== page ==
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Revision Quest

What happened when the Spokane brought in its most vocal critics to help rewrite its sexual harassment policy?


Chris Cavanaugh, the city's director of HR, has tried to make the harassment-complaint process clearer, faster and less intimidating. - YOUNG KWAK
  • Young Kwak
  • Chris Cavanaugh, the city's director of HR, has tried to make the harassment-complaint process clearer, faster and less intimidating.

The old way of handling sexual-harassment complaints in the city of Spokane led to disaster.

Back in 2015, former police spokeswoman Monique Cotton told the mayor and city administrator she'd been sexually harassed by then-police Chief Frank Straub, but said she didn't want her claims to be investigated.

So there was no full-scale, formal investigation. The Human Resources department was never informed. There was little-to-no documentation. And the city's policies were vague enough that it wasn't clear whether the policies had been followed or not.

It all fueled the controversy over the city's handling of sexual harassment — prompting accusations of dishonesty, an unsuccessful mayoral-recall attempt, multiple lawsuits, an expensive independent investigation, and an ethics complaint from the Spokane chapter of National Organization of Women.

But then, in September of 2016, NOW struck a deal with Mayor David Condon, pulling its complaint in exchange for a seat on the "21st Century Workforce Task Force," handing some of the city's biggest critics a role in rewriting its harassment policies.

Today, nearly every employee, from the mayor on down, has received sexual harassment training. And city unions are currently approving a draft of a new harassment policy, one intended to be more clear and comprehensive, giving victims multiple ways to report harassment.

Under the new policy, a situation like the Straub allegations would unfold much differently, the city's HR director Chris Cavanaugh suggests. The alleged victim would be told that the investigation would happen even without her cooperation. The HR department would be informed immediately. A formal investigation would be conducted. And because of the potential for conflicts of interest, Cavanaugh says, the city would generally hire an outside investigator to look into allegations against major division heads or mayoral cabinet members.

"With sexual harassment we have no option. We must look into it. Period," Cavanaugh says. "It's not about sex, it's about power. If that person is abusing power with one individual, they're [potentially] abusing it with others."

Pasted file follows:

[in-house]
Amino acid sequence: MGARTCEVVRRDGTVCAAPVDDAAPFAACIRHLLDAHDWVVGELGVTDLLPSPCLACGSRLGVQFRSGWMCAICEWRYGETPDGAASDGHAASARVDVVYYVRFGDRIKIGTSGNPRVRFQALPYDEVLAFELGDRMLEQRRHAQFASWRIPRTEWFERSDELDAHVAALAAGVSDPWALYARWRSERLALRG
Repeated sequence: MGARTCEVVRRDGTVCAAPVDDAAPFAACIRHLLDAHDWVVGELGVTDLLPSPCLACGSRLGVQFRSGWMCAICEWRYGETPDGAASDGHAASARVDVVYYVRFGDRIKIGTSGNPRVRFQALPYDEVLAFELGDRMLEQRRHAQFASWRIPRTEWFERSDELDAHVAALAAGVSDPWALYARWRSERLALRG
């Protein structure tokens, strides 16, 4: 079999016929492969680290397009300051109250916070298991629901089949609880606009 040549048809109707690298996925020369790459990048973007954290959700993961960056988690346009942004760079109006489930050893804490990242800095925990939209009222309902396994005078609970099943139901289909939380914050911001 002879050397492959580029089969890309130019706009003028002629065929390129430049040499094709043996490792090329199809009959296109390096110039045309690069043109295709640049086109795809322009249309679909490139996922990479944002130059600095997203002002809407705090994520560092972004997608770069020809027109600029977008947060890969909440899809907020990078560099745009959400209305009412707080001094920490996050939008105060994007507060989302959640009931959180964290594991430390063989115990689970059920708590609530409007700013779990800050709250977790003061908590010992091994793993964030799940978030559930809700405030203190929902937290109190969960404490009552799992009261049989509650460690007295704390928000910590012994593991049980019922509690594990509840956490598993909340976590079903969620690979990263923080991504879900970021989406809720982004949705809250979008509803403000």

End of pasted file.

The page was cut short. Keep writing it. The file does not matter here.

By the time Cavanaugh took over the city's HR department in August of 2016, it had spent a year under siege.

Former HR Director Heather Lowe and the city's labor relations manager, attorney Erin Jacobson, were both targets of an independent investigation into the Straub scandal, and both resigned from the city before it was done. To Cavanaugh's knowledge, there wasn't even a log to document ongoing HR complaints under investigation.

An independent investigation into the Straub scandal concluded the HR department "routinely overlooked" its own procedures. The policies that existed, it concluded, were often vague, contradictory, or did "not conform to best practice."

Others came to similar conclusions: A council aide analyzed five years of city harassment-investigation records and came to a similar conclusion, citing slow responses, poor record-keeping and investigations that sometimes barely scratched the surface.

"I don't believe our complaint process was working well," Cavanaugh says. "It was unclear who you were supposed to go to. I don't think there was a structure to make sure complaints were looked at thoroughly and investigated in a consistent way."

Part of the mission of the 21st Century Workforce Task Force — a group that included Cavanaugh, councilmembers Karen Stratton and Candace Mumm and representatives from the city's Human Rights Commission — was to improve the way the city handled harassment. A workplace climate survey conducted by the task force had found that nearly 31.9 percent of the female city employees surveyed said they'd been harassed or bullied due to their gender.

But there was no guarantee that NOW joining the task force would go smoothly. They had previously called for Condon to resign as a result of the Straub scandal.